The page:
Engineer's Angle: by JD Anson
Years ago, yacht designers and builders had a range of lighting choices, bulbs of every shape and size – but always incandescent. This is where our affinity for warm white began; it is what people were used to.
Incremental advancements were achieved with halogen and then xenon-based bulbs, making more and whiter light – but still incandescent. These bulbs are notoriously inefficient, with 90% of their energy consumption wasted as invisible heat. Not only do they waste energy directly, but they also use extra energy by creating an additional load on the air-conditioning system.
A short, unsuccessful period of compact fluorescent bulbs has now given way to much more advanced LED bulbs. These light-emitting diode lights are available in nearly any conceivable shape and size. They also come in a range of colors and color temperatures.
Simultaneously with the giant leaps in lighting have come giant leaps in lighting control. Where three- and four-way switches were once as exotic as it got, computer-based systems quickly became the norm on yachts. Lutron, Crestron and LiteTouch were among the favorites. The former are still going strong, but the latter has been discontinued.
LiteTouch systems are now reaching the end of their life expectancy, requiring constant care just to keep the lights on. I know of engineers who constantly scour eBay looking for modules and have a bin on board full of old spares, and I have heard of several prospective sales falling through when the buyer steps on board and sees LiteTouch keypads on the walls.
Even the best systems will become outdated. Many boats try to swap LEDs into the halogen fixtures, usually with poor results. The reason is simple: LED lights are not incandescent. They require different technology to stay lit and flicker-free, especially when dimming. Incandescent bulbs dim by lowering and raising voltage. Basically, the more voltage applied, the hotter the filament glows, thus making more light.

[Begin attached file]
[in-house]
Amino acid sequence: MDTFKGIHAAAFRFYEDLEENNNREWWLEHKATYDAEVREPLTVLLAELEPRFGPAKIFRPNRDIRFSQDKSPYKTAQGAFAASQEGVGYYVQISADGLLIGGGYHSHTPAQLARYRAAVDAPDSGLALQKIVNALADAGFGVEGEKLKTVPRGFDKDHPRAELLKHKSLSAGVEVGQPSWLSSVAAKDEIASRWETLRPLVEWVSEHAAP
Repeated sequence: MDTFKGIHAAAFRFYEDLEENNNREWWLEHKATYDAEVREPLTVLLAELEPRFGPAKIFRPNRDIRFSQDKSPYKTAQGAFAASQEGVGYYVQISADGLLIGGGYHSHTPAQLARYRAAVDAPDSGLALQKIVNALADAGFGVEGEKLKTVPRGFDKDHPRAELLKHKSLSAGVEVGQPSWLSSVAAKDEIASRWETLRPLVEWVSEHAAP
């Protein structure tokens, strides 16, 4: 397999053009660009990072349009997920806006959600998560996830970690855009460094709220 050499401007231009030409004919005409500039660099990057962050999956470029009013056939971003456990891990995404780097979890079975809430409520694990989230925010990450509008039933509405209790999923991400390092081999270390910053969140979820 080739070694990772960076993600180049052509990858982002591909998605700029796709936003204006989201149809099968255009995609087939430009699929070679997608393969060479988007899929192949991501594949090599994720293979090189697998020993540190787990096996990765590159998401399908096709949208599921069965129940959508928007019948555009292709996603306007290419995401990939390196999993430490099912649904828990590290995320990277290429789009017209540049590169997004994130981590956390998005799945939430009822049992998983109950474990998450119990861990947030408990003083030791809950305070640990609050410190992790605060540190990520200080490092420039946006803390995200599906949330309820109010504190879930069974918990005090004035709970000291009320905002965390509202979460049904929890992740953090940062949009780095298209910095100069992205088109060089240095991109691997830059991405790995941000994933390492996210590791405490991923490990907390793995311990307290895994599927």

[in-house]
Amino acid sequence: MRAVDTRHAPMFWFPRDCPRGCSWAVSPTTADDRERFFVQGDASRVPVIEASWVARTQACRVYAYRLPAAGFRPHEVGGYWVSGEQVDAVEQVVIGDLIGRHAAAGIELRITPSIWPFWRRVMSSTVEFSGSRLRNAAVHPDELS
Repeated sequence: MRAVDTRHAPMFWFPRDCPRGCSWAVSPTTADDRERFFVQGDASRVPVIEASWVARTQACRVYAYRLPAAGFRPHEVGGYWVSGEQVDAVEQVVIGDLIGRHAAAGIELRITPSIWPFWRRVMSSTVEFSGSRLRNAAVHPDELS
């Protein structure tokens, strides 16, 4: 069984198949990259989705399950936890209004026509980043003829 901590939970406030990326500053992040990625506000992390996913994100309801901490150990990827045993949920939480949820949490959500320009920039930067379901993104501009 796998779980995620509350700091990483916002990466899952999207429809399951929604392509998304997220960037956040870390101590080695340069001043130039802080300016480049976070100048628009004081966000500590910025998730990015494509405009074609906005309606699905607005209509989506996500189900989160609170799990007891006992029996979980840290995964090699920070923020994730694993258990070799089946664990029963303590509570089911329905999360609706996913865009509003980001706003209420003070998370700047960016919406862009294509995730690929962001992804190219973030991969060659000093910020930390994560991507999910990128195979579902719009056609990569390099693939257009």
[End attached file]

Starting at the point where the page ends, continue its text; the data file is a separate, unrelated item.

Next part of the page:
LEDs are really electronic components that happen to emit light. At full power, most existing systems will run them fine. But dimming is another matter. LEDs most frequently dim by pulses of power being applied for very short durations, so they don’t attain full brightness. The longer the pulses, the brighter the light.
Word is, class societies are considering outlawing lighting voltage transformers, the primary way line voltage is reduced for incandescent bulbs. This is because several fires having been blamed on these transformers. This means there may soon be a rush to convert to new lighting if surveyors deem vessels to be out of compliance.
Now is the time to begin research for upgrading.
While upgraded Lutron and Crestron are good choices for existing systems of the same brands, when it comes to LiteTouch things are different. Because LiteTouch used three-wire keypads, available replacement lighting systems will require rewiring because of their need for four wires to each keypad.
An alternative is a system from Loxone. They created a mesh wireless system that includes wireless wall touchpads and motion sensors to control the lighting and automation. Though they will work with nearly any light, they have also developed their own fully addressable RGBW downlights that can be reconfigured simply by programming and are connected through a single cable. Through clever programming, white light color temperature can vary throughout the day to match outside natural light. Bright white can be on during the day and warm white at night for relaxing and unwinding. Using motion sensors, they can light the way to the head or galley with a few judicious lights in a dim blue.
Simpler lighting can be engineered using off-the-shelf dimmers coupled with power supplies and the proper LED bulbs to mimic the less sophisticated local lighting controls consisting of push buttons in each area. Existing light fixtures can be adapted to LED, making the upgrade more economical. These have been installed with great success on board many boats that desire the advantages of LED without the costs of a fully automated system.
Transitioning to LED is quite worthwhile, but needs forethought before purchasing hundreds of bulbs that may be useless on board.
JD Anson has more than 20 years of experience as a chief engineer on megayachts. He is currently project manager at Fine Line Marine Electric (finelinemarineelectric.com) in Fort Lauderdale. Comments are welcome below.